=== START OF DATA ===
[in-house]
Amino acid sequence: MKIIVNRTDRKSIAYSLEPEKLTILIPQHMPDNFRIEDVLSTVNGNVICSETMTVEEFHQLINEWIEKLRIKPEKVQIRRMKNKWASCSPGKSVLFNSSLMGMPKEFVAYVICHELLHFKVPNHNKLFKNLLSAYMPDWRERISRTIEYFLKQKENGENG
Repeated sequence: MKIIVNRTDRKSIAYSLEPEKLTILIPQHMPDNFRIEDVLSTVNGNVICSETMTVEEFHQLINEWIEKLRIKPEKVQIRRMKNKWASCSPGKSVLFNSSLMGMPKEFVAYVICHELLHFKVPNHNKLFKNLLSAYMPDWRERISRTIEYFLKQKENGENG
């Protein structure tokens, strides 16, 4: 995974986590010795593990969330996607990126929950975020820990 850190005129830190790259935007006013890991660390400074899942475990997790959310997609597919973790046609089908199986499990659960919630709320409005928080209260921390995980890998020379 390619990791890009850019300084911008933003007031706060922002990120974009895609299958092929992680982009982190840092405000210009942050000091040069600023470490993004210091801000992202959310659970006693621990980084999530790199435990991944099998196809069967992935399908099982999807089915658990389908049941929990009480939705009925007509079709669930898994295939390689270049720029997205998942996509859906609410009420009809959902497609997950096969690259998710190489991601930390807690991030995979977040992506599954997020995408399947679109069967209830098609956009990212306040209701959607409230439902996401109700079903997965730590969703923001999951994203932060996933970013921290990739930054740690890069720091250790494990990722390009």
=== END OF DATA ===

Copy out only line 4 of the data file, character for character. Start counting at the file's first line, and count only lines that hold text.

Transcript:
């Protein structure tokens, strides 16, 4: 995974986590010795593990969330996607990126929950975020820990 850190005129830190790259935007006013890991660390400074899942475990997790959310997609597919973790046609089908199986499990659960919630709320409005928080209260921390995980890998020379 390619990791890009850019300084911008933003007031706060922002990120974009895609299958092929992680982009982190840092405000210009942050000091040069600023470490993004210091801000992202959310659970006693621990980084999530790199435990991944099998196809069967992935399908099982999807089915658990389908049941929990009480939705009925007509079709669930898994295939390689270049720029997205998942996509859906609410009420009809959902497609997950096969690259998710190489991601930390807690991030995979977040992506599954997020995408399947679109069967209830098609956009990212306040209701959607409230439902996401109700079903997965730590969703923001999951994203932060996933970013921290990739930054740690890069720091250790494990990722390009």